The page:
FRINGE 2018: Why you need to see... Jamali Maddix
Who: Jamali Maddix
What: Jamali Maddix: Vape Lord
When Jamali Maddix was 24 he made a decision that would change his life forever and place him in real danger, for it was then that he decided to go and hang out with Neo-Nazi’s in the name of entertainment. Across six episodes of Hate Thy Neighbour he got to know extremists from around the world: Stockholm’s Nordic Youth, white power militants in Ukraine, Hitler-lovers in Pennsylvania, black Israelites in Harlem.
During one infamous scene, a man dressed in what can only be described as a swastika tank-top engages him – bizarrely - in a conversation about hip-hop: “I don’t know if you’ve ever heard of the rapper DMX,” he says. “He’s actually a reverend. His sermons are awesome. He brings tears to my eyes. We love DMX.”
It’s around this sort of confused narrative that Maddix commands his tiny stage as he riffs on racism's microscope and his sense of ennui with people who can’t see past the colour of a man’s skin. The audience is hopeful, yet Maddix is hopeless. Not in his act, which is strong, more in his outlook on life.
He occasionally lifts the edge of the rug to let us glimpse his mental health battles but leaves the depths of them to our imagination. It’s a tool he uses successfully throughout the hour. You soon discover that the power of the mind – and specifically his mind - can take you to some dark places.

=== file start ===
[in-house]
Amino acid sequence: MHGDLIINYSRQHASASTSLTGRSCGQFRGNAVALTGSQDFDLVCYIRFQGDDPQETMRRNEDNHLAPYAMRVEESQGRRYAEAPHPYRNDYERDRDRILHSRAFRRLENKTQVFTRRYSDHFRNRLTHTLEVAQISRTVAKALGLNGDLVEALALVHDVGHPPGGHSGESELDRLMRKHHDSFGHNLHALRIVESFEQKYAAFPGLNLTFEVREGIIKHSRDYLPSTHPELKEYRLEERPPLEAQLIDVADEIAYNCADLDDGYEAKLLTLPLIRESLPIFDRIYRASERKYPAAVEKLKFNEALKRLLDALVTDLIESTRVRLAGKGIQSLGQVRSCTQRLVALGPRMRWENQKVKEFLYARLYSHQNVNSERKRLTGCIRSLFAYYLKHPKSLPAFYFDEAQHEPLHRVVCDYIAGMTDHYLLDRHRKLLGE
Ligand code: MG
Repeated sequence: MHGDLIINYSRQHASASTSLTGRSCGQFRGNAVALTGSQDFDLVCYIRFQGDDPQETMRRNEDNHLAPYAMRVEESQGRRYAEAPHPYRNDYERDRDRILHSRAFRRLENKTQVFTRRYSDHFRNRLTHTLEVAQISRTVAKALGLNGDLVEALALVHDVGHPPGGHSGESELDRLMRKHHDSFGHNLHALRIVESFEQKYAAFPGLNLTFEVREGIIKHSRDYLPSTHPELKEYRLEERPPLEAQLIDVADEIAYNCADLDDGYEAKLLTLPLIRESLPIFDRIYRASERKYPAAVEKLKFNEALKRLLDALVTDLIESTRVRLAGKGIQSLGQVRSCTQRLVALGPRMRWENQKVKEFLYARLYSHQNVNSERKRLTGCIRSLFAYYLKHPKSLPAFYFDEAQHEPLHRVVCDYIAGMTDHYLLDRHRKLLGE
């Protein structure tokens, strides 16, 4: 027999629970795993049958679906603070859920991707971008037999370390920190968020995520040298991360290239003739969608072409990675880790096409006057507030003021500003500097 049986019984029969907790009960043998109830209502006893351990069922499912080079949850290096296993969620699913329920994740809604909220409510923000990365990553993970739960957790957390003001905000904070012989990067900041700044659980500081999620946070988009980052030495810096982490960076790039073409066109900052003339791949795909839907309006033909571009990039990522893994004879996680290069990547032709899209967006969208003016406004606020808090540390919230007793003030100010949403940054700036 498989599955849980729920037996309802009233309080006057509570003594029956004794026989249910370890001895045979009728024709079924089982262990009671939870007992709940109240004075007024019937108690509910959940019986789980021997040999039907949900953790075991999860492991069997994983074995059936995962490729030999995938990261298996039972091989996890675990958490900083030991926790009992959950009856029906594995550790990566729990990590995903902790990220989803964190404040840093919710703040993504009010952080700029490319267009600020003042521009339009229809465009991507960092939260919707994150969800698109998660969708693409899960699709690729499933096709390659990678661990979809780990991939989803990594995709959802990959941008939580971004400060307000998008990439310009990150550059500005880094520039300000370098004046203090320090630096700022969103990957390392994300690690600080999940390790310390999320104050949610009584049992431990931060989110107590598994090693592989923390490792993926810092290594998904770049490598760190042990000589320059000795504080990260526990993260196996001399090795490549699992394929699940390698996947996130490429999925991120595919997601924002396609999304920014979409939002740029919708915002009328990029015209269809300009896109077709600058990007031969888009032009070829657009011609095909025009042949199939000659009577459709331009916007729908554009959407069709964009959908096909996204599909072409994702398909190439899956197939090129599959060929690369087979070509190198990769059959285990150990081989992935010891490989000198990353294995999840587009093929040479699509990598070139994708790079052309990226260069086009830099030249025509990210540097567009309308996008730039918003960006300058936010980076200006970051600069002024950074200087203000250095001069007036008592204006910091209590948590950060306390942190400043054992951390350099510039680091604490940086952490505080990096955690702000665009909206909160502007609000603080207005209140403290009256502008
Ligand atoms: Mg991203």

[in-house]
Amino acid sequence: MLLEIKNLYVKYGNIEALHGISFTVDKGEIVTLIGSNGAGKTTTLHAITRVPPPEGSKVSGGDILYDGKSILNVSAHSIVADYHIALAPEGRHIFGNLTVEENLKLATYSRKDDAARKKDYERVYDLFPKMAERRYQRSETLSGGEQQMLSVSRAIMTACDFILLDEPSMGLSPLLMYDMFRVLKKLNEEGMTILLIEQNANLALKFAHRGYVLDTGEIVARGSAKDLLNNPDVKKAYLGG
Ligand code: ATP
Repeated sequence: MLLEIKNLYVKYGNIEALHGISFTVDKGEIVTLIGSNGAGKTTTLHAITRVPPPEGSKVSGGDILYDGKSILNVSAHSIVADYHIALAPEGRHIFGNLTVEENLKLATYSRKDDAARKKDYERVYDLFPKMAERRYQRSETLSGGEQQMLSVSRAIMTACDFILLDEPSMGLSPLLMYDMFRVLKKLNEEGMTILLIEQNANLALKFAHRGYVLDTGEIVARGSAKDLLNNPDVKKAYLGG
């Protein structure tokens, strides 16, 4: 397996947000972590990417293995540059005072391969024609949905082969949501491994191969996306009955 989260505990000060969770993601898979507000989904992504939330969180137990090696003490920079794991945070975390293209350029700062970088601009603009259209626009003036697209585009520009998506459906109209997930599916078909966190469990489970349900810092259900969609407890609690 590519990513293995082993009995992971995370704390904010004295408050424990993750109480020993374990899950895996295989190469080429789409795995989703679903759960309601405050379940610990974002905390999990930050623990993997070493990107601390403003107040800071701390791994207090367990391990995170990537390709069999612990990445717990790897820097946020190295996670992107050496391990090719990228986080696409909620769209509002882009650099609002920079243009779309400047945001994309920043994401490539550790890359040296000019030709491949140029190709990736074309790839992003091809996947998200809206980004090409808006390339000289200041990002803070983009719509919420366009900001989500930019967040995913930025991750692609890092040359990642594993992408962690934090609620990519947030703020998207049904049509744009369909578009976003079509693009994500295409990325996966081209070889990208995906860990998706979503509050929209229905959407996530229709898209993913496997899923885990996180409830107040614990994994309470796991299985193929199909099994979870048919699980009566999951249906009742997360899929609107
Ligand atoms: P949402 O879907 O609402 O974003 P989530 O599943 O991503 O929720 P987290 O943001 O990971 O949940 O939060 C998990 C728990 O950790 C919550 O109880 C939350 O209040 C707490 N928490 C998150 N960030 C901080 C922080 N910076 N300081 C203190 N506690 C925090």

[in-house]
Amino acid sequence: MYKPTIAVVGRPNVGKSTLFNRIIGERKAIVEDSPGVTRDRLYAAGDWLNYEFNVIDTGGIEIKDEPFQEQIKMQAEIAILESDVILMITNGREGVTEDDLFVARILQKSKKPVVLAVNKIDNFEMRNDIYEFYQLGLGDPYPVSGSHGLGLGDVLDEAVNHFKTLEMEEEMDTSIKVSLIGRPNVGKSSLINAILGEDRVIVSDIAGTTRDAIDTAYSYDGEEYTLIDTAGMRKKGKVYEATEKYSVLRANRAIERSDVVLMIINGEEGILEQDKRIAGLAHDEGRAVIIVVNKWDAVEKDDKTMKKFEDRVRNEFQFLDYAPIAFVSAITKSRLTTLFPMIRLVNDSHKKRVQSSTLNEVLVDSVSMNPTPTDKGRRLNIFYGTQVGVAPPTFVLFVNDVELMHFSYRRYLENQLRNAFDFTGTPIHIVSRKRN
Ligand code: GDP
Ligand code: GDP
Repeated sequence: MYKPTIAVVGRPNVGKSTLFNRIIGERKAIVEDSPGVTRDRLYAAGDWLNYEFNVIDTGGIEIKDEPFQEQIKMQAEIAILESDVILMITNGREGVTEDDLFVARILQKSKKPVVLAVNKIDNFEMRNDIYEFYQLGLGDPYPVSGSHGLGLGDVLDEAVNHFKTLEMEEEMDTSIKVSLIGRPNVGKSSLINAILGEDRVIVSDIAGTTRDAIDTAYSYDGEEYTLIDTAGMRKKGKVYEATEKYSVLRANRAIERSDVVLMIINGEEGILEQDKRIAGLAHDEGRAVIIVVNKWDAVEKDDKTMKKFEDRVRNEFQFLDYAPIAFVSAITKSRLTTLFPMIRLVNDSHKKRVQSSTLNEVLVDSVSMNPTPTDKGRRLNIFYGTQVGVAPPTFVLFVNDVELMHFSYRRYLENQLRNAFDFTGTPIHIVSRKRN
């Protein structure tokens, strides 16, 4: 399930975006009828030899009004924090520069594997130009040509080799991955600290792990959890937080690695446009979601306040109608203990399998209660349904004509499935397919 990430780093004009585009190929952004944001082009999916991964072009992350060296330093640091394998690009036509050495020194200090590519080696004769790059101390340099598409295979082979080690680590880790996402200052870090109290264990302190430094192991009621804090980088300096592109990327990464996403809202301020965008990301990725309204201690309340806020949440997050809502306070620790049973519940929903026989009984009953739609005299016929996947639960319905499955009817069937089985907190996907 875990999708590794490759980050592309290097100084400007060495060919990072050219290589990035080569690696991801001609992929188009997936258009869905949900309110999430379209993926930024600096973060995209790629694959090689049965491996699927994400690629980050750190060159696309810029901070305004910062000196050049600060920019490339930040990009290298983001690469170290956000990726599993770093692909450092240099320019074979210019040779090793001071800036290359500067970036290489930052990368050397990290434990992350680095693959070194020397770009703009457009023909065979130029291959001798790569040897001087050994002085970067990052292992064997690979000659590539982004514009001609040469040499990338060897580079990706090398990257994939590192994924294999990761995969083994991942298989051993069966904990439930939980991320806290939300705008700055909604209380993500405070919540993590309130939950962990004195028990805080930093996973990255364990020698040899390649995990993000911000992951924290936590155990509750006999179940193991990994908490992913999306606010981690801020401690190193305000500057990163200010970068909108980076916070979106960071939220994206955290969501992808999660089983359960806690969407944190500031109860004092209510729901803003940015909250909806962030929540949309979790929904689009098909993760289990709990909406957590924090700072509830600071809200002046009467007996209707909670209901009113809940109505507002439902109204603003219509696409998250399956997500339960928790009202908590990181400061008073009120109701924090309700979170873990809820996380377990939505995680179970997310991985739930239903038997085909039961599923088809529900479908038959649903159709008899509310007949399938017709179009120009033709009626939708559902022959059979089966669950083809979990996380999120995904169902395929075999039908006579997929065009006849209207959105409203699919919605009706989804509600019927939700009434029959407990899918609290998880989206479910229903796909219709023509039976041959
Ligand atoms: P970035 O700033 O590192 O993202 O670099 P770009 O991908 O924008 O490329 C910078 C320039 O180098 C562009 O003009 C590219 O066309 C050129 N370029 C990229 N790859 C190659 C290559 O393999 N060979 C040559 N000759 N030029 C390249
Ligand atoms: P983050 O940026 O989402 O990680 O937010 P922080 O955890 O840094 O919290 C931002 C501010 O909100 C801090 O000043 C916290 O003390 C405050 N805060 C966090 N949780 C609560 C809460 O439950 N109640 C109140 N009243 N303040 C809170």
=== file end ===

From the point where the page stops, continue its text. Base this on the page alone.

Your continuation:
He is a big man with a big voice, but it’s in these moments he seems most vulnerable. He changes tack to discuss whether he could be radicalised, adding that he feels he’d be the perfect target for Islamic State’s recruitment: the themes of depression, disillusionment and a sense of ‘what’s the point’ in his life pervade.
It’s then that he takes a small towel from his back pocket and dabs the sweat from his forehead and around the bottom of his beard. His long, thick beard. And you sense in the mainly white crowd that more than a handful are wondering where this is going. He couldn’t……could he? When he gently reveals he’s Buddhist not Muslim that handful are assuaged. Subtly though he’s made a point.
He’s not afraid to be controversial either. Towards the end of the show he reasons that the #MeToo movement has usurped race in the pecking order of discrimination. That 200 years of oppression has been forgotten in a flash because Harvey Weinstein was outed as a rapist. It’s experimental social commentary and his bombastic style makes you at least consider his point, even if you don’t fully acknowledge it.
What’s easier to acknowledge is that Maddix is just a very funny, yet uncomfortably troubled man.
You can buy tickets for Vape Lord here.